Manny Diaz hasn’t forgotten the Longhorns defense’s 2012 misadventures — how could he, short of hiring a psychiatrist and/or hypnotist? — but that doesn’t mean he wants to dwell on it.
“We can’t carry around the ghost of last year,” Texas’ defensive coordinator said before the Longhorns adjourned for spring break at about the mid-point of spring practice. “Understandably, we have lost trust from people from our performance last year.”
Yes, understandably. Few fans have forgotten the pratfalls of Diaz’s defense, which bumbled its way to several school records for futility. Consequently, this spring is being devoted to rebuilding the confidence of the unit as a whole and several players as individuals.
That’s what happens coming off a season when your defense allows 33.9 points and 440.2 yards per game in Big 12 play.
“We know as a defense we didn’t perform the way we thought we should,” safety Adrian Phillips said. “It leaves a real bitter taste in our mouths.”
Phillips was involved in one of the plays that encapsulated the defense’s woes in 2012.
Against Oklahoma, he and fellow safety Mykkele Thompson closed in on Trey Millard after the Sooners’ 256-pound fullback caught a swing pass in the flat. Thompson dove at his feet, only to have Millard hurdle him, then Phillips launched himself at Millard and bounced off harmlessly. Millard rumbled 73 yards in OU’s 63-21 victory.
Phillips’ tackling issues, especially early in the season, came after he was withheld from contact last spring and most of fall camp following shoulder surgery.
“I don’t think we were fair to him publicly,” coach Mack Brown said recently. “Because he had been a good player for us, we threw him out there and said, ‘Go,’ and then wondered why he struggled some early.”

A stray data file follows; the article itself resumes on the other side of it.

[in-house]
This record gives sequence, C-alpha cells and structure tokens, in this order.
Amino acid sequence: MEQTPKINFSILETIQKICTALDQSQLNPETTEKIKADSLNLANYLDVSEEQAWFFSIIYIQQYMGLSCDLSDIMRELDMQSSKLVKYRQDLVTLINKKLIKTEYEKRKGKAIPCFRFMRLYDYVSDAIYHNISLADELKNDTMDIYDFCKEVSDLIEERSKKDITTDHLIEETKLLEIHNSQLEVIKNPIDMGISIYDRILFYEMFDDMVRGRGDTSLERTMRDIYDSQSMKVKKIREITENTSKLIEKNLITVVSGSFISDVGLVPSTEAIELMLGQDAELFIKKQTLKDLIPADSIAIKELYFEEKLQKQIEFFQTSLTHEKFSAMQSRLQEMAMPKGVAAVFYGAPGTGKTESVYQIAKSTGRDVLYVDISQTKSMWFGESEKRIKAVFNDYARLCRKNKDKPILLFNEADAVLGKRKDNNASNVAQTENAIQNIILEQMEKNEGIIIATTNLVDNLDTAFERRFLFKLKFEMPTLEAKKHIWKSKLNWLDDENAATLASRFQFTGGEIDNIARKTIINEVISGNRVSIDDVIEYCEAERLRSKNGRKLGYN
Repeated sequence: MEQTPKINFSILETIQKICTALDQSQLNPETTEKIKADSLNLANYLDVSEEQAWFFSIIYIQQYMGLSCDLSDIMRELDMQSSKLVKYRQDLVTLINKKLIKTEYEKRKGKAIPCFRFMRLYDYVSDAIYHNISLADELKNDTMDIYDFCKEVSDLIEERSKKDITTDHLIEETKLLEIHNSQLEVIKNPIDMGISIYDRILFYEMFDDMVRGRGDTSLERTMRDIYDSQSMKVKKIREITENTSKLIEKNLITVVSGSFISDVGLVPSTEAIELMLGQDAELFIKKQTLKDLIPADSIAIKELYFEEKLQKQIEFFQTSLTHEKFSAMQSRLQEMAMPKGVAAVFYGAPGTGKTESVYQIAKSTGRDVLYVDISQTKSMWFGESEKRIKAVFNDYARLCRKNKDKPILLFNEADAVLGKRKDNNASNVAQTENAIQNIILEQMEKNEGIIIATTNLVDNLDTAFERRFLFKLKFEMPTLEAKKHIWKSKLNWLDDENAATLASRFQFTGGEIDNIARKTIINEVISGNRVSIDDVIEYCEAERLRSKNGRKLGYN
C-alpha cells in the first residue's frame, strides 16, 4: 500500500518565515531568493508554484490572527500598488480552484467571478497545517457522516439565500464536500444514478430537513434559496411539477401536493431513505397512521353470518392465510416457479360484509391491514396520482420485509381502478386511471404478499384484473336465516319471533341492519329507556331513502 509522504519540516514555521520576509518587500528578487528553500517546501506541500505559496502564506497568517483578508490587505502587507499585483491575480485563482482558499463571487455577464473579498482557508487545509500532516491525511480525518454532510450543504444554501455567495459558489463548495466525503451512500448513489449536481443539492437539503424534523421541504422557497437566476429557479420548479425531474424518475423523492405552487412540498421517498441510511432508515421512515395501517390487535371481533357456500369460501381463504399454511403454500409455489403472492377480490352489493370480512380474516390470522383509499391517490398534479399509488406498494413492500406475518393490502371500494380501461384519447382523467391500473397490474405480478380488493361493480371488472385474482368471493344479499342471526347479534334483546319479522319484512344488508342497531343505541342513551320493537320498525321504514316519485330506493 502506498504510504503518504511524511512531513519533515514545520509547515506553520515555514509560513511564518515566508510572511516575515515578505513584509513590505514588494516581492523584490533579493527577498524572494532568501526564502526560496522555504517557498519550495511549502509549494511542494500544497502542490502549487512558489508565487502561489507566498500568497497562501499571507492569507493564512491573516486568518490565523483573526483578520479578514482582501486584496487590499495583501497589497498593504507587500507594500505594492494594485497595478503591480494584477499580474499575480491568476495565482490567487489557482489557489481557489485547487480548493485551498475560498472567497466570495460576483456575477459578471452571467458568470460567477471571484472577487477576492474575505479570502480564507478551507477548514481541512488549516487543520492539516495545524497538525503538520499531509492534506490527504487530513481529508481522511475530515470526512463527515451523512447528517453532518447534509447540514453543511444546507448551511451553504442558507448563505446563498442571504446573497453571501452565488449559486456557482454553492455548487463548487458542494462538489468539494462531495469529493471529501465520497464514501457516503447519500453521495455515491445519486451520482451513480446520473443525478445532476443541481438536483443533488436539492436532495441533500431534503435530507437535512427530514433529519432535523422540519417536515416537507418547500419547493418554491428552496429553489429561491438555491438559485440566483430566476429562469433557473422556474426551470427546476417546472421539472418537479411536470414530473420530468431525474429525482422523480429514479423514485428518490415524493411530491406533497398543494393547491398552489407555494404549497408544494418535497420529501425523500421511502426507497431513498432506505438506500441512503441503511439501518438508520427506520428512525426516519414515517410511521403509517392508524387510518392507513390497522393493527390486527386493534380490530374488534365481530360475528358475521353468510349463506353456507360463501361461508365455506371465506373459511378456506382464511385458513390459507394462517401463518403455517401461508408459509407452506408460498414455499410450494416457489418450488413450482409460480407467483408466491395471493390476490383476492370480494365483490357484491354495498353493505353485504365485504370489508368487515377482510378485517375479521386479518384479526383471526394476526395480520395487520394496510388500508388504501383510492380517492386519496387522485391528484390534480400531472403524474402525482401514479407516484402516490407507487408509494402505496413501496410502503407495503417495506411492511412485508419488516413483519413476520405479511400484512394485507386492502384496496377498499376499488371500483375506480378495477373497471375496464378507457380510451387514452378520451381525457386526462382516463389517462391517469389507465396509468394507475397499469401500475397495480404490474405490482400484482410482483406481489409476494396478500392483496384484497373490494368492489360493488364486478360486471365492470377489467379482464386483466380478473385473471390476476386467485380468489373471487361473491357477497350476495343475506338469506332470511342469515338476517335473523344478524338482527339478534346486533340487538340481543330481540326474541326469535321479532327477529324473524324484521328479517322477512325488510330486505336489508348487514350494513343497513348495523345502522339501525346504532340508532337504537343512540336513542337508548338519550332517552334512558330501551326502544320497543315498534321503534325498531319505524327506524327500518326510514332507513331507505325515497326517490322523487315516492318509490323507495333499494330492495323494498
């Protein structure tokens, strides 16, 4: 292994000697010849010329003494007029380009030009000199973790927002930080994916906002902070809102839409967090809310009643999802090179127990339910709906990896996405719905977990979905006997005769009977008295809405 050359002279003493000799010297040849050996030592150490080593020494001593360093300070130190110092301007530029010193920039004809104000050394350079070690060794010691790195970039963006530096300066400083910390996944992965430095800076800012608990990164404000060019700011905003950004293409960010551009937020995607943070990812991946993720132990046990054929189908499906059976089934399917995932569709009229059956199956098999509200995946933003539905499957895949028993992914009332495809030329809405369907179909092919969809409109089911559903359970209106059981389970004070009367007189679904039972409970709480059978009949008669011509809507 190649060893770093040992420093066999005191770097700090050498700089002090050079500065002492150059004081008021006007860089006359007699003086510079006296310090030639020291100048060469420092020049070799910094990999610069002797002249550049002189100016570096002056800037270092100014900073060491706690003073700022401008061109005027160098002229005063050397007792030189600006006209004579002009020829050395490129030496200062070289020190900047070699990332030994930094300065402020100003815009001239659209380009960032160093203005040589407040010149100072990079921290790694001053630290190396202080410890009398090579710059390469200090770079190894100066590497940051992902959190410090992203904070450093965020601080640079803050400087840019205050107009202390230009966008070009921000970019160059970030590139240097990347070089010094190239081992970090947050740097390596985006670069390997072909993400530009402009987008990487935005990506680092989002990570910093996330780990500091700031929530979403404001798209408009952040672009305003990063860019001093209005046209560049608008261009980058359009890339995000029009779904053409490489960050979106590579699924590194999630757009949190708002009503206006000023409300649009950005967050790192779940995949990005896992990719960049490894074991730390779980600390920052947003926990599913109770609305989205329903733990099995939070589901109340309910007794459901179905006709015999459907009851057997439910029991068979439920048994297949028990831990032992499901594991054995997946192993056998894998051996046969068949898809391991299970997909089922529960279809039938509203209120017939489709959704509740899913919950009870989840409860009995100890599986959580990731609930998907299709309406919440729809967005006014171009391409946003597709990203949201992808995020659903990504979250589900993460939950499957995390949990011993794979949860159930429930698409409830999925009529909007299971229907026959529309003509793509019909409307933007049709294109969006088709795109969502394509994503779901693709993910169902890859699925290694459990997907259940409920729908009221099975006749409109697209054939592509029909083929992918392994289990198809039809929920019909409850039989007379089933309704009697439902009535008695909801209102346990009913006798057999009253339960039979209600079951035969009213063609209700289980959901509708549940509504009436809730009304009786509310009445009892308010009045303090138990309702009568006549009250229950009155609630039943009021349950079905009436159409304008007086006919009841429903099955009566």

Phillips won’t address the impact of his shoulder injury, though Diaz said the senior-to-be is “playing at a different level” this spring.
“I hate to use that excuse,” Phillips said of his shoulder. “I really don’t use it as an excuse. I don’t blame it on the shoulder. I just didn’t do what I was supposed to last year.”
Several people associated with the defense could plead guilty to that, though. Including the coordinator.
“The mistake I made last year was that I was aware that expectations were higher for our team than they should have been, (and) I think there were too many assumptions made,” Diaz said. “We said, ‘Well, this guy is bigger and faster than the guy who graduated, so he must be better.’ The mistake I made is I should have said, ‘Forget about it, it’s your turn now.’”
Probably the most intriguing issue facing Diaz this spring and in the fall is replacing the only senior starters from 2012 — safety Kenny Vaccaro and end Alex Okafor, both destined to be relatively high NFL draft picks. But the most important issue might be establishing the linebackers and being certain they’re in position to make the plays that weren’t made last season.
All three of 2012’s season-opening starting linebackers — Jordan Hicks, Steve Edmond and Demarco Cobbs — had disappointing years; Hicks because of injury, Edmond because he didn’t live up to the hype and Cobbs a combination of both. Consequently, others like Peter Jinkens, Tevin Jackson, Dalton Santos and Kendall Thompson also got a chance to start occasionally.
Jackson suffered a dislocated shoulder during spring workouts, and had surgery on Monday. He’ll miss the remainder of the spring, but is expected back for the fall. Even without him, the Longhorns have linebackers to look at.
“We actually have an interesting mix now,” Diaz said. “Last year, we had one guy that had started a game (Hicks). This year I have seven guys who have started a game. Our guys are better in terms of understanding what to do and where to go. Now it’s just a matter of letting them battle it out.”
And, in the process, perhaps help the 2013 defense be memorable for reasons different than the ghosts of 2012.
CORRECTION: This story has been updated to correct that Tevin Jackson suffered a dislocated shoulder during spring workouts.